Climate News

Rural communities in the face of climate change

Climate change can be difficult to fully wrap your mind around. My fear is that more people will engage only after facing a crisis themselves—losing a home due to flooding, markets upended by multi-year droughts, or water shortages.

We know warming trends can accelerate or decelerate quickly depending on emissions and policies. We do not know when we will cross a threshold from which we cannot return. Carbon emissions increased in 2018 to nearly twice the rate seen in 2017 after three years of little to no increases.

A dire opportunity: rural communities in the face of climate change

Climate change can be difficult to fully wrap your mind around. My fear is that more people will engage only after facing a crisis themselves—losing a home due to flooding, markets upended by multi-year droughts, water shortages, etc. We know that warming trends can accelerate or decelerate quickly depending on emissions and policies. Some analysts consider the last few years to be an accelerating period. What we do not know is when we will have crossed a threshold from which we cannot return.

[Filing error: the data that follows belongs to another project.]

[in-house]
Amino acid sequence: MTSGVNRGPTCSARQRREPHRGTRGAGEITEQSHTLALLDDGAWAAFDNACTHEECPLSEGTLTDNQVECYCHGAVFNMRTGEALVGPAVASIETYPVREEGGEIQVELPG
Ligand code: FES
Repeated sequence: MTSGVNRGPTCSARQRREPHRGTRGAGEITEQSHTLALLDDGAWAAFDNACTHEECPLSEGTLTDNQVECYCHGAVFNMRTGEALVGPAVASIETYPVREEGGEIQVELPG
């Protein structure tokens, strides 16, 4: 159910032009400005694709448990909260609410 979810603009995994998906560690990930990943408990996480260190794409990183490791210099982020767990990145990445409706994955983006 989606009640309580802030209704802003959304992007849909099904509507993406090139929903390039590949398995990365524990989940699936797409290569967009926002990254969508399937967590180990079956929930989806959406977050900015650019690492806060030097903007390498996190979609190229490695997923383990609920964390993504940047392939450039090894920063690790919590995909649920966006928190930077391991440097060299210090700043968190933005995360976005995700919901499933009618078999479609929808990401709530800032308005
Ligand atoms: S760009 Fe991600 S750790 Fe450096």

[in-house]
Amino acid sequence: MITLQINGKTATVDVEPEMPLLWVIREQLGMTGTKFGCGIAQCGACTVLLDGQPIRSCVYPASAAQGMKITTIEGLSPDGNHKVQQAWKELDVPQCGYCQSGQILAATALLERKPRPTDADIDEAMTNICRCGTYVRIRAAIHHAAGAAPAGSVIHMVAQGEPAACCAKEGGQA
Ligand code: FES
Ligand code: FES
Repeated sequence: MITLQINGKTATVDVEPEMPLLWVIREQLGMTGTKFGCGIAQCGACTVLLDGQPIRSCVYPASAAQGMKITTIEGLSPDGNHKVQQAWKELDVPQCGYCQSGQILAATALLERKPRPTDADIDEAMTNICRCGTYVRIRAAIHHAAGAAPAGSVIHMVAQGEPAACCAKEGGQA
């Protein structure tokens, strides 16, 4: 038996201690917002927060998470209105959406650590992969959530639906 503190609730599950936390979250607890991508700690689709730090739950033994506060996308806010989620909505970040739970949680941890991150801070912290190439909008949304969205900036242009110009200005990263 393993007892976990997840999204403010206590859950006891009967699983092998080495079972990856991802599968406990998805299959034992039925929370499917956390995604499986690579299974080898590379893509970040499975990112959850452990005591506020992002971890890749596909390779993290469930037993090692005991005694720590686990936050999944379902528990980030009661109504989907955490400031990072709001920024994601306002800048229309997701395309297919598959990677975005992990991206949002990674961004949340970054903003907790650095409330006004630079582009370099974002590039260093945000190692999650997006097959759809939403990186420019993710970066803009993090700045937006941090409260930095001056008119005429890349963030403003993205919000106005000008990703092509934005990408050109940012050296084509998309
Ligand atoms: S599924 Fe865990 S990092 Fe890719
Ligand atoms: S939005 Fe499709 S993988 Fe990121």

Winds of the past, a farm today

I love the wind. I like to feel it rushing by, rustling leaves. I like to watch birds catch a breeze and take off. My son loves flying kites, and watching bubbles twisting around, showing us just how much our air moves. However, there is a point where it stops sounding like the ocean and starts causing damage. Living next to our corn and bean acres outside Brainard, Nebraska, the wind races across the field unbridled and rips apart my yard. It knocks tree branches down, sends items unsecured across the highway, and causes damage to property and trees.

Making Nebraska’s food system more resilient in the face of an uncertain climate

Ask anyone if they’ve noticed weather patterns becoming increasingly erratic over the last 20 years and the answer is usually a resounding “yes!”

Extreme precipitation events, prolonged periods of drought, and scorching summer temperatures are all on the rise in the United States and worldwide. In the Great Plains region, droughts, floods and rising temperatures are already cutting crop yields. These erratic weather patterns are projected to reduce agricultural yields and livestock productivity even further as we move into the next 40 years.

Hey, South Dakota… Let’s Talk

During the month of September, the Center for Rural Affairs will host a series of farm tours and community conversations to talk with South Dakotans, particularly from rural and small towns. We’ll chat about how the state’s climate and energy future relates to farming and ranching, soil and water conservation, energy efficiency, renewable energy development and many other topics. All of the events are free and open to everyone.

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